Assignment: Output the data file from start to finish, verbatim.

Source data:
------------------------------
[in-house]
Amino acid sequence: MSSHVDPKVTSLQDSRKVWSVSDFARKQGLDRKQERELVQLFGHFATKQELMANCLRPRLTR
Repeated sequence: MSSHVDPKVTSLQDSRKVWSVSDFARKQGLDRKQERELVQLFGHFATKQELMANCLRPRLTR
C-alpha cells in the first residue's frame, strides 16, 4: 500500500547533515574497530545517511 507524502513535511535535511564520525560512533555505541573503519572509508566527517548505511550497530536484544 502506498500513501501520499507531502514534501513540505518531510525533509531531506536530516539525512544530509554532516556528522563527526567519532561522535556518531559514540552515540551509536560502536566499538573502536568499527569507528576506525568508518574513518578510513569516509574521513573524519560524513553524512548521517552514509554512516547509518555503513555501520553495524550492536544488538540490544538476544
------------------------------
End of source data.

[in-house]
Amino acid sequence: MSSHVDPKVTSLQDSRKVWSVSDFARKQGLDRKQERELVQLFGHFATKQELMANCLRPRLTR
Repeated sequence: MSSHVDPKVTSLQDSRKVWSVSDFARKQGLDRKQERELVQLFGHFATKQELMANCLRPRLTR
C-alpha cells in the first residue's frame, strides 16, 4: 500500500547533515574497530545517511 507524502513535511535535511564520525560512533555505541573503519572509508566527517548505511550497530536484544 502506498500513501501520499507531502514534501513540505518531510525533509531531506536530516539525512544530509554532516556528522563527526567519532561522535556518531559514540552515540551509536560502536566499538573502536568499527569507528576506525568508518574513518578510513569516509574521513573524519560524513553524512548521517552514509554512516547509518555503513555501520553495524550492536544488538540490544538476544